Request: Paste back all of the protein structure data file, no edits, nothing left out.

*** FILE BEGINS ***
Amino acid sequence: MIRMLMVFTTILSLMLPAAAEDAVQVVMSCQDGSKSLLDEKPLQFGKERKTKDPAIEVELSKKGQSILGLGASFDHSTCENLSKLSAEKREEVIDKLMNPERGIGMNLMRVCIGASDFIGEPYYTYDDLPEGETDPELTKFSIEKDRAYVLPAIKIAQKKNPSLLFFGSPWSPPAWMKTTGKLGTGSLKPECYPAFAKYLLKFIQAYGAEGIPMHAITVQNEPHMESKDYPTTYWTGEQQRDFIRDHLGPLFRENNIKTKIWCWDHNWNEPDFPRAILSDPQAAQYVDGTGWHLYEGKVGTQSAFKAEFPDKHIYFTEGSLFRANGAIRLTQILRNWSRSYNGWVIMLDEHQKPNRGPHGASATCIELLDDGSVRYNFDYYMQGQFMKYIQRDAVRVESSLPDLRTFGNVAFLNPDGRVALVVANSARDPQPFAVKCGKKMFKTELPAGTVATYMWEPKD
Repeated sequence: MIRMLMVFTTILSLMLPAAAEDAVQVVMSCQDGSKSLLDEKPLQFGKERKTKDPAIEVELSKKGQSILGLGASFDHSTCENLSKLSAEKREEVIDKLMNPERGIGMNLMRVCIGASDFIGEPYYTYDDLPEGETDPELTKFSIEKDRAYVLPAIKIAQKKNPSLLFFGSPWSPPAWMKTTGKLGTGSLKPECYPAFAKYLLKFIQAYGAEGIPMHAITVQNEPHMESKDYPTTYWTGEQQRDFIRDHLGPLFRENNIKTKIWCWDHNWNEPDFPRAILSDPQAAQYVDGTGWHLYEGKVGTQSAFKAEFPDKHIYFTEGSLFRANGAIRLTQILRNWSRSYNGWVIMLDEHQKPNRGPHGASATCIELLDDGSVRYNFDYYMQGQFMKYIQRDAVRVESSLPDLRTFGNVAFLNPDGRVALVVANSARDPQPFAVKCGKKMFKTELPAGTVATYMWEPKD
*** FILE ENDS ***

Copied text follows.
Amino acid sequence: MIRMLMVFTTILSLMLPAAAEDAVQVVMSCQDGSKSLLDEKPLQFGKERKTKDPAIEVELSKKGQSILGLGASFDHSTCENLSKLSAEKREEVIDKLMNPERGIGMNLMRVCIGASDFIGEPYYTYDDLPEGETDPELTKFSIEKDRAYVLPAIKIAQKKNPSLLFFGSPWSPPAWMKTTGKLGTGSLKPECYPAFAKYLLKFIQAYGAEGIPMHAITVQNEPHMESKDYPTTYWTGEQQRDFIRDHLGPLFRENNIKTKIWCWDHNWNEPDFPRAILSDPQAAQYVDGTGWHLYEGKVGTQSAFKAEFPDKHIYFTEGSLFRANGAIRLTQILRNWSRSYNGWVIMLDEHQKPNRGPHGASATCIELLDDGSVRYNFDYYMQGQFMKYIQRDAVRVESSLPDLRTFGNVAFLNPDGRVALVVANSARDPQPFAVKCGKKMFKTELPAGTVATYMWEPKD
Repeated sequence: MIRMLMVFTTILSLMLPAAAEDAVQVVMSCQDGSKSLLDEKPLQFGKERKTKDPAIEVELSKKGQSILGLGASFDHSTCENLSKLSAEKREEVIDKLMNPERGIGMNLMRVCIGASDFIGEPYYTYDDLPEGETDPELTKFSIEKDRAYVLPAIKIAQKKNPSLLFFGSPWSPPAWMKTTGKLGTGSLKPECYPAFAKYLLKFIQAYGAEGIPMHAITVQNEPHMESKDYPTTYWTGEQQRDFIRDHLGPLFRENNIKTKIWCWDHNWNEPDFPRAILSDPQAAQYVDGTGWHLYEGKVGTQSAFKAEFPDKHIYFTEGSLFRANGAIRLTQILRNWSRSYNGWVIMLDEHQKPNRGPHGASATCIELLDDGSVRYNFDYYMQGQFMKYIQRDAVRVESSLPDLRTFGNVAFLNPDGRVALVVANSARDPQPFAVKCGKKMFKTELPAGTVATYMWEPKD